There's been a lot of talk lately about the food in schools. Jamie Oliver, Britain's Naked Chef, started his Jamie Oliver's Food Revolution where he is trying to change the foods served in American schools and homes. Jamie has already started a healthy eating campaign for the schools in Britain that was considered successful.
I watched the first two episodes of Food Revloution on Hulu, and while I think Jamie started out a bit cocky and rough and definitely from a culturally different mentality, I think he's adjusting with some humility and maybe now understands that he's really battling an entire system. And this systems is beyond just a city or the individuals in the city, in encompasses USDA, state and federal bureaucracy, and things like money channeled away from school budgets. It's a huge problem to tackle with lots of barriers. But I appreciate his genuine desire to help and the attention he is bringing to the cause. I realize that this is TV and there's a bit of bias involved in the storytelling, so I don't know how everything really went down, but I'm interested to see what happens in the remaining episodes.
And recently a blog about school lunches got some media attention. An anonymous school teacher is eating the school lunches the kids get for a solid year, sharing them and her experiences with us on her blog, Fed Up With Lunch: The School Lunch Project. She recently commented that she is leaning towards vegetarianism after she is finished with this project.
And it's definitely something I've thought about since I went vegan, especially related to having healthy vegan options in schools. I don't have children or anything, but at my last job I worked with kids and had to purchase and feed them snacks. A lot of them are so programmed to eat junk food that offering them healthy food options that they will eat and within a certain budget can be quite challenging. Dr. Neal Barnard says that it only takes about 21 days to change our taste buds and eating habits. I think with kids, it takes a little more to change their food behaviors and attitudes and to get them to try new things once they've been in our current food system, but we shouldn't give up on it and just cater to their chicken nugget, pizza, and french fry demands.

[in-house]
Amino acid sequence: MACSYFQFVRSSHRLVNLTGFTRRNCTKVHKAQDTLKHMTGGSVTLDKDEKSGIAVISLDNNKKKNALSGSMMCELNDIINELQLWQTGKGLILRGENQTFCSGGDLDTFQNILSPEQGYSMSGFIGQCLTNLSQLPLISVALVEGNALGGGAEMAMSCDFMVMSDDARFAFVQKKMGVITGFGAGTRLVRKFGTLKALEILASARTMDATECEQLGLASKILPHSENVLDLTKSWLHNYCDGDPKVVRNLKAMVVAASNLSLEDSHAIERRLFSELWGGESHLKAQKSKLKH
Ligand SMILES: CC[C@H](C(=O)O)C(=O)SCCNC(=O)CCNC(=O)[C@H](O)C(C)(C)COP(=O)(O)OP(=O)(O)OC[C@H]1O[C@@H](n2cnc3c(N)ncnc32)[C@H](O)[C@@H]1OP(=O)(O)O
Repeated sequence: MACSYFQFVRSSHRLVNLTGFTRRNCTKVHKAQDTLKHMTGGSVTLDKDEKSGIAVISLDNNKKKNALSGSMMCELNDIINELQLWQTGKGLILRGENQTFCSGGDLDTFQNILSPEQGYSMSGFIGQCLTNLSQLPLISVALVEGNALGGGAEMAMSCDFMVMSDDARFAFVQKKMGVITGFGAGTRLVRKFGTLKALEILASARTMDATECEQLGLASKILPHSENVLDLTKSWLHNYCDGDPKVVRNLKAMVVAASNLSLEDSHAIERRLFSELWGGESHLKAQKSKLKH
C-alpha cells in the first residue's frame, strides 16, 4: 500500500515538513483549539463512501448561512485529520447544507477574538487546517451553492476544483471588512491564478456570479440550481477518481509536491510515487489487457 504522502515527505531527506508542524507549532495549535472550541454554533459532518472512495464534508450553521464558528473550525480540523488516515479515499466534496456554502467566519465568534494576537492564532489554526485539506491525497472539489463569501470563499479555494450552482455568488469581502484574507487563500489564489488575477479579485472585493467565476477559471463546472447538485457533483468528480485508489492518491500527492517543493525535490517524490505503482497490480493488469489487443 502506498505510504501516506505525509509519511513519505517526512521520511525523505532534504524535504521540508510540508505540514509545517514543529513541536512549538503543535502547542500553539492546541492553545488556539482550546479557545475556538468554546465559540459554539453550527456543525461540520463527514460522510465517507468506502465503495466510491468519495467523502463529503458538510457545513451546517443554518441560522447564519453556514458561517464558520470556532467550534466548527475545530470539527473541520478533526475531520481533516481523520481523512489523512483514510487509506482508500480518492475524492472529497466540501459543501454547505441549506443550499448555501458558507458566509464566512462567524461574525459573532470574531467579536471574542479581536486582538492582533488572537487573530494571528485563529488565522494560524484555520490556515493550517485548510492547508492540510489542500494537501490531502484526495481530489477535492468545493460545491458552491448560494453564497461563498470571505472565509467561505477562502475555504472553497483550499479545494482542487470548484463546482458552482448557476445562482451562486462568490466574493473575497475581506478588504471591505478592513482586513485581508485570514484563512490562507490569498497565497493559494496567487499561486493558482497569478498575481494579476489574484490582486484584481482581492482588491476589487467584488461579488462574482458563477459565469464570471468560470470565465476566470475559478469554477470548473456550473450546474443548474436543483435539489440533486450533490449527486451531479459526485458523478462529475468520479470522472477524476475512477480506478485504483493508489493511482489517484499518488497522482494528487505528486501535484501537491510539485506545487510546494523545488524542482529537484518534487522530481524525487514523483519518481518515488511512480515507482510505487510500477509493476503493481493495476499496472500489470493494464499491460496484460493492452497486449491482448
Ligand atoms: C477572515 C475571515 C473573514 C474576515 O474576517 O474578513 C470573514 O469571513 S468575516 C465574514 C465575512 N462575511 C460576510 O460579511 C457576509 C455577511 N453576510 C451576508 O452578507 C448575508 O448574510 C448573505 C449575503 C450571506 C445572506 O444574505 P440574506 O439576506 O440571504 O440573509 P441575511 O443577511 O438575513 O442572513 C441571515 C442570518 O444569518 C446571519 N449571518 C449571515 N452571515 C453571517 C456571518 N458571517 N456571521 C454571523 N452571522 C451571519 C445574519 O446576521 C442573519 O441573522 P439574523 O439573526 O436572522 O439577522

While I didn't eat particularly healthfully as a kid at home, I definitely didn't eat healthfully at lunch in school. For almost a year in junior high, my lunches were composed of vanilla shakes and french fries, alternating with cheese pizza. Even then the portions were huge! One year in high school I pretty much ate two Taco Bell bean burritos every day, as they were sold on campus. And the salads I did have were pathetic mounds of iceberg lettuce, shredded cheddar cheese, a couple of tomatoes, a crouton, and maybe some bits of carrots or green peppers smothered in ranch dressing. At least, that's all I remember eating. Those were the vegetarian options. And that was at a well-respected school in a higher socio-economic area.
I'm determined to feed any kids that I am responsible for, healthy vegan meals. But I'd really like to help other kids too, they are our future. And I think the first step is offering healthy vegetarian meals in schools. But at the same time, we've got to get the kids to make those educated choices or the people in power will feel it is a waste of money.
I'm particularly excited about the work the Physicians Committee for Responsible Medicine (PCRM) has been doing. PCRM has been working on the Healthy School Lunches Campaign and here is some recent news on a bill that has been introduced to Congress this past month.
A press release from March 18, 2010:
"The Healthy School Meals Act of 2010, H.R. 4870—which will be introduced this week by Rep. Jared Polis of Colorado—would reward school districts with additional food aid if they offer most students plant-based vegetarian food choices every day. The bill, which has already drawn support from Rep. John Conyers and 30 other co-sponsors, would create a pilot program to provide select schools with high-fiber, low-fat vegetarian protein products and nondairy milk options."
That's just awesome! Though I certainly wish things would happen faster. I am really hoping those kids choose the healthier options and prove the pilot a success.
And lastly, here is a little clip with Heather Mills talking briefly about her VBites and feeding children vegan meals.